Integrated Crop Management News

Links to these articles are strongly encouraged. Articles may be republished without further permission if published as written and if credit is given to the author, Integrated Crop Management News, and Iowa State University Extension and Outreach. If articles are used in any other manner, permission from the author is required.

2020 Summary of Herbicide Evaluations for Marestail (Horseweed) Control in Soybean

February 11, 2021
Marestail infestation in a soybean field at the ISU Research and Demonstration Farm near Ames, IA in 2020.

Marestail is one of the most widespread and troublesome weeds in Iowa croplands. It can grow to a height of 1.5 to 6 feet, produce up to 200,000 seeds, and can reduce soybean yields up to 80% if not controlled (Figure 1). Marestail seeds are light and disperse across landscapes with winds. Seeds have little dormancy and can germinate soon after seed shed. In general, 75% of seedlings germinate in fall, remain in rosette-stage until spring, begin stem elongation in April, and start flowering in July. About 25% of seeds germinate in the spring.

ISU SCN-resistant Soybean Variety Trial Program results for 2020

January 11, 2021

Iowa State University has evaluated the nematode control and yield performance of soybean varieties that are resistant to the soybean cyst nematode (SCN) in hundreds of experiments conducted over nearly three decades. The results of the 2020 experiments are now available and are highlighted in this article.

Herbicide Programs for Waterhemp Control in Soybean

January 5, 2021

Waterhemp is a dioecious (male and female flowers on separate plants) pigweed with a high genetic diversity. Consequently, this pigweed has a high propensity to adapt to control tactics and has evolved resistance to herbicides from as many as 6 or 7 different herbicide groups (HGs). Out of 75 waterhemp populations collected from corn/soybean fields in Iowa in fall 2019, almost 25% had a four-way multiple resistance to HGs 2 (ALS inhibitors), 5 (atrazine), 9 (glyphosate), and 14 (PPO inhibitors).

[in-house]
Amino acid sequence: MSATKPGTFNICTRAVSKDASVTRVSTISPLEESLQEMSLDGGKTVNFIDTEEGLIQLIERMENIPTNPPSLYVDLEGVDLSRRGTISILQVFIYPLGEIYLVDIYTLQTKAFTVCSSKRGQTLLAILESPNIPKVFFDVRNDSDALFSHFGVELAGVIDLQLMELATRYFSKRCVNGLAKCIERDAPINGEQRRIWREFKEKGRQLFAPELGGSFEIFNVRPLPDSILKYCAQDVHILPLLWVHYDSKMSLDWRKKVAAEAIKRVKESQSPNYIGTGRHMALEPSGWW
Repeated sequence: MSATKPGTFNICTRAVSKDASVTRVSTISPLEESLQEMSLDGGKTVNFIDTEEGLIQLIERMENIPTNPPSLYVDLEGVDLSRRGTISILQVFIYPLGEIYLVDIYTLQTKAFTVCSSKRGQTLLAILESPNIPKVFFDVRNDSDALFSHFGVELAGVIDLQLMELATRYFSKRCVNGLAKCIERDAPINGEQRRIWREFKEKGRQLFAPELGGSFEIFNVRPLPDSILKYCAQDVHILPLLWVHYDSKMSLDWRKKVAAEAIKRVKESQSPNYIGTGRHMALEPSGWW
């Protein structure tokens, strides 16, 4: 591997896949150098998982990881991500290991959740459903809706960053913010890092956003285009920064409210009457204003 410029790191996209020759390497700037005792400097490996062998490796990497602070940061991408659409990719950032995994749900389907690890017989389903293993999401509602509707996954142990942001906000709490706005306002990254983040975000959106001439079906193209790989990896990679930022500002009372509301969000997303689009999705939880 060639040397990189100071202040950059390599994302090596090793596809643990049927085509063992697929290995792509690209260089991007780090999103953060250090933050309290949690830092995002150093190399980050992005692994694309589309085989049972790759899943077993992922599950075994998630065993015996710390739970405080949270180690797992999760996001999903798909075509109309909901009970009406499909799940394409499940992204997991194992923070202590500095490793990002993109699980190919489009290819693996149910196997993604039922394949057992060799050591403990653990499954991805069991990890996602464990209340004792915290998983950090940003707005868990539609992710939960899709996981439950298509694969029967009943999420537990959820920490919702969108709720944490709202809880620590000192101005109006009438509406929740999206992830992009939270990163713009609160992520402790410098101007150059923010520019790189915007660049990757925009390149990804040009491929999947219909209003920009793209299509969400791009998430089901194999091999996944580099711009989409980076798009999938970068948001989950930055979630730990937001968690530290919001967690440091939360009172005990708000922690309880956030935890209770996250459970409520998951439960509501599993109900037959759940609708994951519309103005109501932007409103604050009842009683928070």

Soybean varieties with SCN resistance other than PI 88788

December 7, 2020

There are hundreds of soybean varieties with resistance against the soybean cyst nematode (SCN). Most of the varieties available for Iowa in the last several decades have had resistance genes from a breeding line called PI 88788. SCN resistance from PI 88788 is losing or has lost its effectiveness. Farmers should grow soybean varieties with other sources of resistance, if possible. This article lists soybean varieties available for 2021 in Iowa with resistance sources that are different from PI 88788.

Statewide soybean foliar fungicide evaluation in 2020

December 2, 2020
table of soybean fungicide yield results

With support from the soybean checkoff through the United Soybean Board, Iowa State University researchers evaluated foliar fungicides on soybean in 2020. Because dry weather affected all seven field locations, this year was really an evaluation of fungicides largely in the absence of disease. Seventeen fungicides were tested at the R3 (beginning pod) growth stage, at the recommended label rate.

SCN-resistant Soybean Varieties for Iowa - By the Numbers

November 23, 2020

Resistant soybean varieties are critical for managing the soybean cyst nematode (SCN). There are nearly 850 SCN-resistant varieties in a newly updated publication from extension. Almost all of the varieties have the breeding line PI 88788 as the genetic source of resistance. Many SCN populations in Iowa now have high levels of reproduction on varieties with this resistance. Only 39 varieties in the new publication have resistance genetics from a source other than PI 88788. This article discusses the range of SCN-resistant varieties available and includes recommendations for using resistant varieties to manage SCN most effectively.

Be Cautious When Interpreting Fall Soil-Test Results Following Drought

October 14, 2020

Sampling soil this fall following the dry conditions this past summer, and in some places continuing up to this time, may result in lower than expected soil-test results for phosphorus (P), potassium (K), and pH. Especially if soil samples are collected before any significant rainfall. Therefore, farmers and crop consultants should interpret those soil-test results with caution.

Fall is a Great Time to Sample Fields for SCN – Especially in 2020

October 7, 2020
person collecting samples in field

Fall is an ideal time to collect soil cores from fields to determine if the soybean cyst nematode (SCN) is present and to assess the population densities (numbers). There are reasons to sample fields in which soybeans and corn were grown in 2020. Multiple private soil testing laboratories can process samples for SCN as can the ISU Plant and Insect Diagnostic Clinic. Guidelines for fall SCN soil samples are provided in this article.